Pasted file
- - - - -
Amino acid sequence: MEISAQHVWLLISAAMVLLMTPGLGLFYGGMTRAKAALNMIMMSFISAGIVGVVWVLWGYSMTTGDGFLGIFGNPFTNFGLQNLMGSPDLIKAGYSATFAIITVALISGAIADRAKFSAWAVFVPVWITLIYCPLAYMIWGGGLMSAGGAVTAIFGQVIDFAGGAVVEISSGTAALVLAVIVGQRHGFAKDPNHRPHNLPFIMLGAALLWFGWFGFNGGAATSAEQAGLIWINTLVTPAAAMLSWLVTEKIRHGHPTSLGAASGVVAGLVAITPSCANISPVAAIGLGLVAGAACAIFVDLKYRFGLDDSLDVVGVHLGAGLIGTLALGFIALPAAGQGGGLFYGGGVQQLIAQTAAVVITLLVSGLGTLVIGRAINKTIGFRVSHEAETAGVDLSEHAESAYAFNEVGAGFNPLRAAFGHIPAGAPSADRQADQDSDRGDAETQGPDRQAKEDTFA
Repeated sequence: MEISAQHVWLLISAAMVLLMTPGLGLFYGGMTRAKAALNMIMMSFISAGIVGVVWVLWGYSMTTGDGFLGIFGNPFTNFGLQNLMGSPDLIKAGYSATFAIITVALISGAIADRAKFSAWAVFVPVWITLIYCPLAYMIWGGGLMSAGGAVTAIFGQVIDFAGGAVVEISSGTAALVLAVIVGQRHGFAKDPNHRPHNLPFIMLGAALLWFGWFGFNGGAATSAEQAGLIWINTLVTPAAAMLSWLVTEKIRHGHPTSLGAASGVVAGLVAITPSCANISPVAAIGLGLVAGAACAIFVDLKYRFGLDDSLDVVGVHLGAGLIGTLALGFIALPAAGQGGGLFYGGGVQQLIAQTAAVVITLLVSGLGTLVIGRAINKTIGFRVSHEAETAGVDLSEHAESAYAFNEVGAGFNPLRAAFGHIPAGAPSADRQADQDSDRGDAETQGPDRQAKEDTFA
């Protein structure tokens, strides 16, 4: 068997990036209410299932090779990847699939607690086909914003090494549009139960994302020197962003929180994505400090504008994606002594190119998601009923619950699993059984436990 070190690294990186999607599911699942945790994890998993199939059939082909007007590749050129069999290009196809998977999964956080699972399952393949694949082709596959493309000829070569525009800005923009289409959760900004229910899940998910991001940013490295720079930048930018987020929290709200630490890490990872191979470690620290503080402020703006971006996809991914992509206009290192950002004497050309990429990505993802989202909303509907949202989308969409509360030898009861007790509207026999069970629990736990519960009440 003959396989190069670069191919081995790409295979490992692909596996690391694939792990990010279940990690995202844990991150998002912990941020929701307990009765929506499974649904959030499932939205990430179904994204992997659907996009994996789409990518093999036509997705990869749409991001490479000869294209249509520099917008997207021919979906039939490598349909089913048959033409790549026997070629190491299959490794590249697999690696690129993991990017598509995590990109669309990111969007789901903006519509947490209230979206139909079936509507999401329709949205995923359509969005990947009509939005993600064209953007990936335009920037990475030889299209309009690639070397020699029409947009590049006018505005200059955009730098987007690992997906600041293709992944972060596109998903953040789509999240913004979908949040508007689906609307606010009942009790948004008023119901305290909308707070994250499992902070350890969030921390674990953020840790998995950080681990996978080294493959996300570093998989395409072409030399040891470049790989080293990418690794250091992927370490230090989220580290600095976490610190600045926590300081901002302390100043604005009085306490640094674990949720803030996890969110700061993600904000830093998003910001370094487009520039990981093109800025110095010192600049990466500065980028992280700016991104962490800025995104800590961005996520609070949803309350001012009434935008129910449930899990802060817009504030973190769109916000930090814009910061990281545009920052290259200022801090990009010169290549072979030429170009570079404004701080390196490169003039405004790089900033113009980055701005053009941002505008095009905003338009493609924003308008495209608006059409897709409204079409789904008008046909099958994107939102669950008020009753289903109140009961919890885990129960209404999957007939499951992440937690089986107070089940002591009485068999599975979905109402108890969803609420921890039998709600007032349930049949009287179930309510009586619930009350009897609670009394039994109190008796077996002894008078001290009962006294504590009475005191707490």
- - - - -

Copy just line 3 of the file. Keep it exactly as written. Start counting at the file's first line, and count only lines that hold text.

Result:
């Protein structure tokens, strides 16, 4: 068997990036209410299932090779990847699939607690086909914003090494549009139960994302020197962003929180994505400090504008994606002594190119998601009923619950699993059984436990 070190690294990186999607599911699942945790994890998993199939059939082909007007590749050129069999290009196809998977999964956080699972399952393949694949082709596959493309000829070569525009800005923009289409959760900004229910899940998910991001940013490295720079930048930018987020929290709200630490890490990872191979470690620290503080402020703006971006996809991914992509206009290192950002004497050309990429990505993802989202909303509907949202989308969409509360030898009861007790509207026999069970629990736990519960009440 003959396989190069670069191919081995790409295979490992692909596996690391694939792990990010279940990690995202844990991150998002912990941020929701307990009765929506499974649904959030499932939205990430179904994204992997659907996009994996789409990518093999036509997705990869749409991001490479000869294209249509520099917008997207021919979906039939490598349909089913048959033409790549026997070629190491299959490794590249697999690696690129993991990017598509995590990109669309990111969007789901903006519509947490209230979206139909079936509507999401329709949205995923359509969005990947009509939005993600064209953007990936335009920037990475030889299209309009690639070397020699029409947009590049006018505005200059955009730098987007690992997906600041293709992944972060596109998903953040789509999240913004979908949040508007689906609307606010009942009790948004008023119901305290909308707070994250499992902070350890969030921390674990953020840790998995950080681990996978080294493959996300570093998989395409072409030399040891470049790989080293990418690794250091992927370490230090989220580290600095976490610190600045926590300081901002302390100043604005009085306490640094674990949720803030996890969110700061993600904000830093998003910001370094487009520039990981093109800025110095010192600049990466500065980028992280700016991104962490800025995104800590961005996520609070949803309350001012009434935008129910449930899990802060817009504030973190769109916000930090814009910061990281545009920052290259200022801090990009010169290549072979030429170009570079404004701080390196490169003039405004790089900033113009980055701005053009941002505008095009905003338009493609924003308008495209608006059409897709409204079409789904008008046909099958994107939102669950008020009753289903109140009961919890885990129960209404999957007939499951992440937690089986107070089940002591009485068999599975979905109402108890969803609420921890039998709600007032349930049949009287179930309510009586619930009350009897609670009394039994109190008796077996002894008078001290009962006294504590009475005191707490």